The Story of ‘Footprints,’ the Brilliantly Stealthy Navy Seals Ad Nobody Saw Coming

Cindy Gallop picks her three favorite ad campaigns

Headshot of Tim Nudd

On Dec. 14, 2005, Campbell Ewald and director Stu Maschwitz arrived at Will Rogers State Beach, just up the Pacific Coast Highway from Santa Monica, and spent 10 hours shooting a 30-second spot that would become known as one of great military recruitment ads of all time.

It was for the Navy Seals. The agency’s idea was simple: Communicate the legendary stealthy nature of the Seals by showing a beach scene at night, with footprints mysteriously appearing in the sand after a wave, and then disappearing with the following wave.

The 10-hour shoot was not without its challenges. But the resulting spot would send chills down the spine of viewers, including potential recruits and their families, casting the Seals as a invisible force moving swiftly and silently into hostile territory for unspeakable missions.

Cindy Gallop, the former BBH leader and founder of MakeLoveNotPorn, chose “Footprints” as one of her three favorite ads ever when we sat down with her recently for our “Best Ads Ever” series. Check out the video above.

“I love this ad because it is product demonstration at its absolute finest,” she says of the “Footprints” spot. “That ad is absolute genius. It totally delivers on everything a recruitment ad should. It absolutely communicates what the Navy Seals are all about. It makes you go, ‘Oh my God, I want to join the Navy Seals.’ You look really hard at that ad, because of the way it works. I think that ad is absolutely brilliant.”

Check out the full spot here:

Adweek spoke with Stu Maschwitz, who directed “Footprints,” last last week and got some of the backstory on how it was made.

First of all, it was shot during the day, not at night. The night sky, the day-for-night color, the digital moon and the clouds moving across it were all added in post, Maschwitz says. But beyond that, it was all real.

“There’s no digital trickery at all with the wave interacting with the footprints. That part is 100 percent in camera,” Maschwitz says.

Much like surfers do, Maschwitz and his assistant director got good at reading waves. “The timing of the perfect wave would be based on swells that we had to learn to see coming hundreds of yards out,” he says. “When we felt like a good one was coming, we’d send out our four PAs in the correct Navy-Seals-issue booties and have them stand in the surf. We’d call action, they’d come walking in leaving the prints, and then we’d all hold our breaths hoping that the perfect wave would lap in and erase them.”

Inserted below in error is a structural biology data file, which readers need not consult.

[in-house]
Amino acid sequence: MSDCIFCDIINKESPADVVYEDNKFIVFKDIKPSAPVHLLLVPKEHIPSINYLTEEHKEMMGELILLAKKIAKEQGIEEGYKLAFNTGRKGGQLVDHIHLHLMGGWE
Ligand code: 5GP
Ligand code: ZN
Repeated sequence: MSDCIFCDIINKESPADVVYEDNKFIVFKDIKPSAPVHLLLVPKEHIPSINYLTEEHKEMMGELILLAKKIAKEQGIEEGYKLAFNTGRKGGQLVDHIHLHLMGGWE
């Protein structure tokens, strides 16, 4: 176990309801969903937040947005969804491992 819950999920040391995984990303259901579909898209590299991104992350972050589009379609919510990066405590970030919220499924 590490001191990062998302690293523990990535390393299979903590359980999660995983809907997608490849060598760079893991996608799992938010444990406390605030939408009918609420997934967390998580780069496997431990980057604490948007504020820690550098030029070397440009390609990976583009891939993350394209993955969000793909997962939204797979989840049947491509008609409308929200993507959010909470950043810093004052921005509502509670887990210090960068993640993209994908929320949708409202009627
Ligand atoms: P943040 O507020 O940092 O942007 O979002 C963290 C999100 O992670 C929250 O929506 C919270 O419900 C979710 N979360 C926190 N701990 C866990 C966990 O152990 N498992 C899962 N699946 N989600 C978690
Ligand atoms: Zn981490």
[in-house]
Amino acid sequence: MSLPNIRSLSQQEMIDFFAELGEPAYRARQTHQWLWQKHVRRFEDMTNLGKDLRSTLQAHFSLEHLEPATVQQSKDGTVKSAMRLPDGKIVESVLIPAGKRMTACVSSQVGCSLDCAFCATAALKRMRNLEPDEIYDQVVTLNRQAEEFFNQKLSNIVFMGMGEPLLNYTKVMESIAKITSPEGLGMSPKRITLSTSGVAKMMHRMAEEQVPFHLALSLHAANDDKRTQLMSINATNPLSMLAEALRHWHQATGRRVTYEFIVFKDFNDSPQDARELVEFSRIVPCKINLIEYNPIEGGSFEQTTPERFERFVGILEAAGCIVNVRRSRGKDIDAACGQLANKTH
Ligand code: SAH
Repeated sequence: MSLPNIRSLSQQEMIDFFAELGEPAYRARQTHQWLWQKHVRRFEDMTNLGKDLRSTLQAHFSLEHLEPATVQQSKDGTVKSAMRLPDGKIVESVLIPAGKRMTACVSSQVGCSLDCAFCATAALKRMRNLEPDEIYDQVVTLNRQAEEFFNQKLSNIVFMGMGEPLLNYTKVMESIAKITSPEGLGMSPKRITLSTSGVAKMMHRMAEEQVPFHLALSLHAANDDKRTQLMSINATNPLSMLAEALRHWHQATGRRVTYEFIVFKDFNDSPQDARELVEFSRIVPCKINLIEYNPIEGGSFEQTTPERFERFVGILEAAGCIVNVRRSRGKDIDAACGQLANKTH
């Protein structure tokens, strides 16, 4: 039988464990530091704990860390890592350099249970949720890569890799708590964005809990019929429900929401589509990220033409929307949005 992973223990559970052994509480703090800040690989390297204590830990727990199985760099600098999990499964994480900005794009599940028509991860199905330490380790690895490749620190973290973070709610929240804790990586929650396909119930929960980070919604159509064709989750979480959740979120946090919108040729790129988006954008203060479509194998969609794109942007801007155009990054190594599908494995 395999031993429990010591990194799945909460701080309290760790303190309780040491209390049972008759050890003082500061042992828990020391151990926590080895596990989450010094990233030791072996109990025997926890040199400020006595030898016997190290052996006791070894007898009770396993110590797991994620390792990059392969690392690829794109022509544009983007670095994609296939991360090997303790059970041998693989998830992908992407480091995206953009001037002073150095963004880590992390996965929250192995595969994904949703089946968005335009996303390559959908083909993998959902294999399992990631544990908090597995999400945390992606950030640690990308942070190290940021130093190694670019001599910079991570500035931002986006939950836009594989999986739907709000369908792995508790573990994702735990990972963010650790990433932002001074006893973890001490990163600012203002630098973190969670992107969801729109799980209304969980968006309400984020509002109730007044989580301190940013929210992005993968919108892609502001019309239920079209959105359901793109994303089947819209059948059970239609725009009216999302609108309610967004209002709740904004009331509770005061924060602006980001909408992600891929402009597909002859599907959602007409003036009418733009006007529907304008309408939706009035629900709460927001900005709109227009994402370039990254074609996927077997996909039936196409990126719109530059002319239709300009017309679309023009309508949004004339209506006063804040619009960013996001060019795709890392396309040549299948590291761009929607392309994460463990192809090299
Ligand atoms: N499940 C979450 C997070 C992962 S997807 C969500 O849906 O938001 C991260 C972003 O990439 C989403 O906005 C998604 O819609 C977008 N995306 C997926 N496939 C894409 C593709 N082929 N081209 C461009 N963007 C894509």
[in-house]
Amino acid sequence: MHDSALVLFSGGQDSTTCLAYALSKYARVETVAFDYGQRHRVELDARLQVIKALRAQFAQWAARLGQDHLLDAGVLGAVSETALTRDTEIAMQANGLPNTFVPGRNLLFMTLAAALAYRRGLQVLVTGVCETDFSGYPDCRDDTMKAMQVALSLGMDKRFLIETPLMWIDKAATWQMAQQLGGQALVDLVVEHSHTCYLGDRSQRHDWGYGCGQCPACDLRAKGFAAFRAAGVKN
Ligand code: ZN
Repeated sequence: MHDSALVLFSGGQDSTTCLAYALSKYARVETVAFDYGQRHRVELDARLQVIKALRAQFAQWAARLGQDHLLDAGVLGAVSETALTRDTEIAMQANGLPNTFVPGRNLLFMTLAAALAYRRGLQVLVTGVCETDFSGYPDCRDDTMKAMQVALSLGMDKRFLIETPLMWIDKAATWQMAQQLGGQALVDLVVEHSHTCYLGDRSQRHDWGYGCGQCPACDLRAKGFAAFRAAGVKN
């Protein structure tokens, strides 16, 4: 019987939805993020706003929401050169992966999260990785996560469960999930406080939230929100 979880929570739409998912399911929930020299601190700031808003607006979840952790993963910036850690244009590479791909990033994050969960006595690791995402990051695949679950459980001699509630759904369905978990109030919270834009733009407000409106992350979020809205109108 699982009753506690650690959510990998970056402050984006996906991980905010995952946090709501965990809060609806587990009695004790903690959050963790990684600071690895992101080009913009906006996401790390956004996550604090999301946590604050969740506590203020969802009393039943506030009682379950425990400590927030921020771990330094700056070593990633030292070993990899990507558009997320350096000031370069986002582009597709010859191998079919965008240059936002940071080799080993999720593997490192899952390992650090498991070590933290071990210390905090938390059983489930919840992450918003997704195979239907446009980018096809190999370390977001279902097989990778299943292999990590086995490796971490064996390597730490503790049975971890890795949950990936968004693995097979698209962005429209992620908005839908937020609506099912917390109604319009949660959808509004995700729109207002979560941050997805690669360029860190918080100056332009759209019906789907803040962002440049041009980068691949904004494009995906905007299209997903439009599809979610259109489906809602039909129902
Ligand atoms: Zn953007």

Check out some photos from the shoot, taken by Maschwitz:

In 10 hours of shooting, they got five solid takes where the wave erased the footprints perfectly. “We shot into the evening, but the take we wound up using was shot before lunch,” Maschwitz recalls.

The vibe on set was upbeat and relaxed—for the most part.

“The only people who were not super relaxed on the shoot were [cinematographer John Stanier’s] camera crew, who were constantly worried that a rogue wave would take out the Panasonic VariCam, for which we had no backup,” Maschwitz says. “Because we needed the waves to cross the bottom of the frame, we really were putting the camera in danger.”

More than a decade later, Maschwitz looks back on the spot fondly. “Everyone had the sense that they were working on something special with this spot,” he says.

Campbell Ewald, which later called the ad “quite possibly the stealthiest television commercial ever produced,” had been pitching the idea to the Navy for several years, Maschwitz recalls. “When they finally decided to do it, they committed hard and never once second-guessed the creative. What I brought to the project was a commitment to do as much in-camera as possible, and just pure enthusiasm for the concept.”

He adds: “Looking back, it’s absolutely my favorite commercial I’ve made. The process was enjoyable, and it was immensely gratifying to still see it running on TV many years later. I’m incredibly honored to have been a part of it.”

Eric Olis, who was creative director on the Navy account at Campbell Ewald for 15 years, also has very fond memories of the “Footprints” ad.

“I can remember two things about that shoot,” he tells us. “One was that everyone I told about the shoot said, ‘You get to be on a beach near Malibu all day?! Hard life.’ The funny thing was that we actually froze our butts off, as it was overcast, windy and cold all day long. Two, once we had the spot assembled, I had a drawn-out fight with an account executive as he wanted to put a huge Navy logo on the end of the spot. Thankfully, I won that argument!”

In addition to “Footprints,” Gallop picked one other spot, and another full campaign, to round out her three favorite ads.

As a former chair of BBH New York, she wanted to pick a BBH spot—and she went with “Getting Dressed” for Axe from 2004, in which a couple are seen retrieving their clothes from all around town after sleeping together.


@nudd Tim Nudd is a former creative editor of Adweek.
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